Novel: Wildflower by Alecia Whitaker | Goodreads
Release Date: July 1, 2014
The best songs come from broken hearts.
Sixteen-year-old Bird Barrett has grown up on the road, singing backup in her family’s bluegrass band, and playing everywhere from Nashville, Tennesee to Nowhere, Oklahoma. One fateful night, Bird fills in for her dad by singing lead, and a scout in the audience offers her a spotlight all her own.
Soon Bird is caught up in a whirlwind of songwriting meetings, recording sessions, and music video shoots. Her first single hits the top twenty, and suddenly fans and paparazzi are around every corner. She’s even caught the eye of her longtime crush, fellow roving musician Adam Dean. With Bird’s star on the rise, though, tradition and ambition collide. Can Bird break out while staying true to her roots?
In a world of glamour and gold records, a young country music star finds her voice.
Wildflower is a giddy and clean look at a girl suddenly thrust into country music stardom. In a narrative studded with family moments and “y’all”s, the fun of it overshadows some cornier moments. Bird, our practically flawless main character, could apparently do no wrong — which would be frustrating if the book itself didn’t feel like a daydream, or if she were not so likable.
Her family was strict. She didn’t curse. Dates were strictly chaste. They prayed before every performance. Bird, for several reasons, could often come off as judgmental, but that all fit with the “good girl” branding of her label. Truthfully, it was enjoyable to read a book about the addictive qualities of fame that wasn’t scandalous. It made some of the scenarios that Bird found herself in to be much more compelling. Threw a little moral dilemma into the mix.
I loved that everything was infused with Southern culture, which doesn’t feel represented in many of the books I read. Not in the over-the-top way that I was craving.
Although there were definitely eye roll moments, the family itself was super sweet. Definitely not the situation of absentminded YA parents. Bird was grounded in plenty of ways. (Having read the sequel, that characteristic is more applicable to the first book than the second, but who could blame her?)
Bird kept a lot of secrets — mostly just her desires and inspirations. When her family considered a record deal, my favorite part of Wildflower was the yearning she described. Her family band had been together for years, and her choice would mean that they were out of a job. That particular circumstance meant that her solo career rippled into her siblings’ lives and caused resentment that fleshed out some scenes.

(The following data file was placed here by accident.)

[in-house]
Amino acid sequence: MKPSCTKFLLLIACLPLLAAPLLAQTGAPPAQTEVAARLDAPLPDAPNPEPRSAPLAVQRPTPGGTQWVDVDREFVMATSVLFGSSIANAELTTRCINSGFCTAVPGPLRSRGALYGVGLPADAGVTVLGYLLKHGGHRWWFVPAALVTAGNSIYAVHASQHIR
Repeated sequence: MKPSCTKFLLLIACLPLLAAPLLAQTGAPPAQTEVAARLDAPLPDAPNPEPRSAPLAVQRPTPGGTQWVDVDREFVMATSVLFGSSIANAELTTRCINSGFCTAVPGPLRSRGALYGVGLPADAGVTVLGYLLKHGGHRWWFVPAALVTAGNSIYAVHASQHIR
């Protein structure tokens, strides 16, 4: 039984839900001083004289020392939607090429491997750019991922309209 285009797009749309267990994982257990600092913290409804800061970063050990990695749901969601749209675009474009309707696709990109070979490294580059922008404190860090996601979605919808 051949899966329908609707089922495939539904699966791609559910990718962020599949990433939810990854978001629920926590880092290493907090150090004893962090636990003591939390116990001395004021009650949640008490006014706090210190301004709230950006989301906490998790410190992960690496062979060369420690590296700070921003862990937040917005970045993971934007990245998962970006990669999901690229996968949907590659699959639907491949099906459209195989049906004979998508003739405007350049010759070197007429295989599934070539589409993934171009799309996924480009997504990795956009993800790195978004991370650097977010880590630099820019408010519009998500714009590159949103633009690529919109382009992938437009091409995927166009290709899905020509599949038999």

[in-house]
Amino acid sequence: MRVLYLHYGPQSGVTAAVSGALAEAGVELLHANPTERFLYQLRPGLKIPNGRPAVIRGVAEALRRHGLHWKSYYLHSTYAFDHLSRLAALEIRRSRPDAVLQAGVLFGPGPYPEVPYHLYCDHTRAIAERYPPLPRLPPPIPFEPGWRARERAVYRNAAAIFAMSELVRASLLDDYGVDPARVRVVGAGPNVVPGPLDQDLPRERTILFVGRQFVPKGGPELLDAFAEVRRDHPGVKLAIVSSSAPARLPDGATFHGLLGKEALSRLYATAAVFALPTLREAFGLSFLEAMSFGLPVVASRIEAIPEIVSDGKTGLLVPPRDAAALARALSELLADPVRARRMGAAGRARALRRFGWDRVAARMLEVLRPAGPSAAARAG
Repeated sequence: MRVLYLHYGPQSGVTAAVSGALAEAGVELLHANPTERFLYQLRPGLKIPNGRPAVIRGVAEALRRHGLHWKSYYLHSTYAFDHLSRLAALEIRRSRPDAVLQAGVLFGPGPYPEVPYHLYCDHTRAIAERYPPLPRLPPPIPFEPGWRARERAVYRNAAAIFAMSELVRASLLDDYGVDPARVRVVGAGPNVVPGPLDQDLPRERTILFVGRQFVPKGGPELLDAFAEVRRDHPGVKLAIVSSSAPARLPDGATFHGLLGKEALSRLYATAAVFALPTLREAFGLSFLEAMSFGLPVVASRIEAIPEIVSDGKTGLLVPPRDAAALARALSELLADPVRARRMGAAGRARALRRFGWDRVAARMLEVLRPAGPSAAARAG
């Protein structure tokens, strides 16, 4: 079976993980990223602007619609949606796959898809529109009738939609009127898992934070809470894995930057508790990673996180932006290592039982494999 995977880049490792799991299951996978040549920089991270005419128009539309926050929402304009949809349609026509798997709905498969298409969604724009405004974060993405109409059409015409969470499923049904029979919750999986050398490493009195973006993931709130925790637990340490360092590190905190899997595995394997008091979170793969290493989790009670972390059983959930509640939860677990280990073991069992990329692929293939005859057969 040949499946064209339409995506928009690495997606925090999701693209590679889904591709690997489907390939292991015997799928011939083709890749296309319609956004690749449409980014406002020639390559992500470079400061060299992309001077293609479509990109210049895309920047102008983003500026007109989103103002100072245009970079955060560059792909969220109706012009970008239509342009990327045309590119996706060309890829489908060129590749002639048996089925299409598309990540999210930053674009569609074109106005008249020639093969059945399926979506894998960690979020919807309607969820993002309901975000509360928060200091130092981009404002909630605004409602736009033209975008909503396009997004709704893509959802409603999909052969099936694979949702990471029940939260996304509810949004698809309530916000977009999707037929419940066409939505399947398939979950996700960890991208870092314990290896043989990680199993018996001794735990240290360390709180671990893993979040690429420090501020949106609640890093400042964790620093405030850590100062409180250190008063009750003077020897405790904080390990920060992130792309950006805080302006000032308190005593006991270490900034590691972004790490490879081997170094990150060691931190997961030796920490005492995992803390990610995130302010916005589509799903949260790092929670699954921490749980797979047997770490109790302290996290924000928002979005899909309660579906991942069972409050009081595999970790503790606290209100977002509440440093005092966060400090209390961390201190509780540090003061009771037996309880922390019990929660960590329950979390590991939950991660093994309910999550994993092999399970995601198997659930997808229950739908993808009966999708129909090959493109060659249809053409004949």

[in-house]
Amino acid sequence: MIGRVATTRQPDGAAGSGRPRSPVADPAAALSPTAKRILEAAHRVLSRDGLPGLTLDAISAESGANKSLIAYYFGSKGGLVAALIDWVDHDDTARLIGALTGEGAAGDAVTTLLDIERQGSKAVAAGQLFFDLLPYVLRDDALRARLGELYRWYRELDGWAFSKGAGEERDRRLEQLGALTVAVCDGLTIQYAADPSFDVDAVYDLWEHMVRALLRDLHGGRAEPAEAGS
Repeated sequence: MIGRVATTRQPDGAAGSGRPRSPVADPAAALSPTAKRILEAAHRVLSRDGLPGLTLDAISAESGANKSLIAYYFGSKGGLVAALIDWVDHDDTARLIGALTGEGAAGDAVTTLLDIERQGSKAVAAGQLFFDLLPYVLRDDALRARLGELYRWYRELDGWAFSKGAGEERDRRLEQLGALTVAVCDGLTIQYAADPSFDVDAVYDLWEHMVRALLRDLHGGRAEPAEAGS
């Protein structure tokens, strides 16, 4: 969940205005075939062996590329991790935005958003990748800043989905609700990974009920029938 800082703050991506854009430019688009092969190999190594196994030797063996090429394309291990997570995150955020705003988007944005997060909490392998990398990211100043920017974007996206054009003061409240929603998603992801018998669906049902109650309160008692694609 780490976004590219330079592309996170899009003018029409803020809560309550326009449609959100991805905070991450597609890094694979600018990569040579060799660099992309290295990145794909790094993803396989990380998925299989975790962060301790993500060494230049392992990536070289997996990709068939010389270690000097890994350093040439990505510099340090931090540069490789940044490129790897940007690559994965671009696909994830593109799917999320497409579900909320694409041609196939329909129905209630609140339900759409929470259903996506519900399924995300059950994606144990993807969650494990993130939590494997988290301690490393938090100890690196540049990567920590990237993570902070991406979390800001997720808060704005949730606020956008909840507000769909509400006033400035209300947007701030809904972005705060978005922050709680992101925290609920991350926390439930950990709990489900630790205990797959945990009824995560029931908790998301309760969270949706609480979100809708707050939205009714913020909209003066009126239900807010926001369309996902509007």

Scenes were well-constructed and exciting. Shooting a music video for the first time, hosting a launch party, hearing a single on the radio. Lots of young readers will live vicariously through Bird’s revels and learning experiences.
Wildflower was what I needed. That being said, there are several elements that I had to ignore.
For one, there’s very little conflict. That could be because the first book is a lot more of the setup for later novels. But still, even with the flashy settings and characters, not that much really happened. In trying to consider what the narrative arc is, the conflicts I can brainstorm feel much too small to propel the momentum for a book: Bird stressing out over which contract to sign, being worried about competition, fighting with her brothers. To be honest, I wasn’t entirely sure what the point was.
On that note, characters felt flat. Adam, the requisite love interest, was sweet and likable — like every other person painted to be “good” in the book, because it’s black and white for sure. It didn’t feel like there was enough backstory. Bird’s unrequited crush felt passionate (enough for her to write a song called “Notice Me”) but didn’t actually escalate beyond that when they got to actually (spoiler alert) go on a date. We never got to know Adam or have meaningful connection to him; I did see a spark.
Bird’s family, although effective as a unit, were individually just pieces of background noise. Her dad was a little less so, but that’s because he was clearly calling the shots. Even her friendship with Stella, the daughter of a woman who helped her write songs, materialized out of nowhere — instant best friends.
Pacing could have been better; certain parts dragged. Again, that goes back to the lack of real conflict and structure.
The overall tone felt earnest and fresh, which would be great for younger readers, those with strict family values, and those looking for a book you don’t have to work too hard within. A definite beach read full of dreamy moments. I enjoyed it enough to check out the second book from the library, and I’ll realistically read the third. Lighthearted.